The State of Student Voice. My Thank You Letter

Students. Kids. Young Adults.

Yes, they are words used to describe the people we teach every single day, but these words do not do justice to who or what they are.

Leader. Energy. Passion. Curiousity. Entrepreneur. New Frontier.

These words come to mind when I think about the people that enter our schools five days a week and sometimes six.

I had the luxury and privilege to meet up with six students(seven when we all arrived as the Maurer Mobile could not hold seven) early on Saturday morning to depart on a three hour drive to Waukee High School for RISE.

Yes, it was early on a Saturday morning, but their shoulders were not slumped. They were not complaining(we did stop right away for coffee). Instead as they wiped the sleep from their eyes they were already permeating an energy that only youth can exude.

For three hours they talked. We talked. We laughed. We questioned. We challenged. We just were………. well, human beings.

People.

We did not have to adhere to school roles, rules, and a false sense of a leveled power struggle. We could just talk and be ourselves. We were in a fluid environment where we were talking issues together and cohesively.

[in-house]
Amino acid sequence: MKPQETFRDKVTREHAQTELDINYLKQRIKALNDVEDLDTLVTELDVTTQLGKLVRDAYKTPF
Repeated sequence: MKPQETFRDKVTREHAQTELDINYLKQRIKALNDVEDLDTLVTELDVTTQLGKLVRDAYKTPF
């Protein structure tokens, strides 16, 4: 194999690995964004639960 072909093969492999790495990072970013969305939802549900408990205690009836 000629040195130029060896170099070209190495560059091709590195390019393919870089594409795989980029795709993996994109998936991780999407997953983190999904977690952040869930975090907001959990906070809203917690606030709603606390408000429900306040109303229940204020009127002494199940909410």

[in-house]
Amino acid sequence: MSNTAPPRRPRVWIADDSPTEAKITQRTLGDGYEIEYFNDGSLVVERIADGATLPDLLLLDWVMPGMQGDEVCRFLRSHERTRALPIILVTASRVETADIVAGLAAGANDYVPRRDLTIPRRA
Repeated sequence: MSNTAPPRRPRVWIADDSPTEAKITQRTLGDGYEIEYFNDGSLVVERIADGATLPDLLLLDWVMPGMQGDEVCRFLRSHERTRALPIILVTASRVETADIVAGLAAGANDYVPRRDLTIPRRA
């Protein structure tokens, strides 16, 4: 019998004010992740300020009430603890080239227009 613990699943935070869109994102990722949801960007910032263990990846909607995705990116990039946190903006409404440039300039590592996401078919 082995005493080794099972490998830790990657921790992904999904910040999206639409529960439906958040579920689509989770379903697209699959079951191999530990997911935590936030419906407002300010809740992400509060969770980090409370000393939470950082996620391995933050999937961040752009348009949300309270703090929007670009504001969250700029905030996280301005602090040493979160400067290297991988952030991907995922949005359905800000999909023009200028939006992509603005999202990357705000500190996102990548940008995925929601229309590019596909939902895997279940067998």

When we arrived in Waukee for the RISE conference we were joined by 150 other students who were ready to share, connect, collaborate, and confirm that indeed they could have their voices heard and actions implemented.

The conference as always was a success due to the hard work of the ISLI team and amazing students like Ian Coon. You can check out all the details of the conference in the link, but I want to shift the focus to what matters most – the power of voice to change the world.

I don’t know how to convey the ideas in my mind right now. This is going to be a spew of my ideas, emotions, and concepts I am trying to process.

Education is a rollercoaster ride as an educator. There are ups and downs. Days when you see the breakthrough in learners that keep you coming back. Days when you feel like all your work is for naught and you question whether or not this is really the lifestyle for you. You question the sacrifices made to your own family and kids. You question is it worth it? You question many things.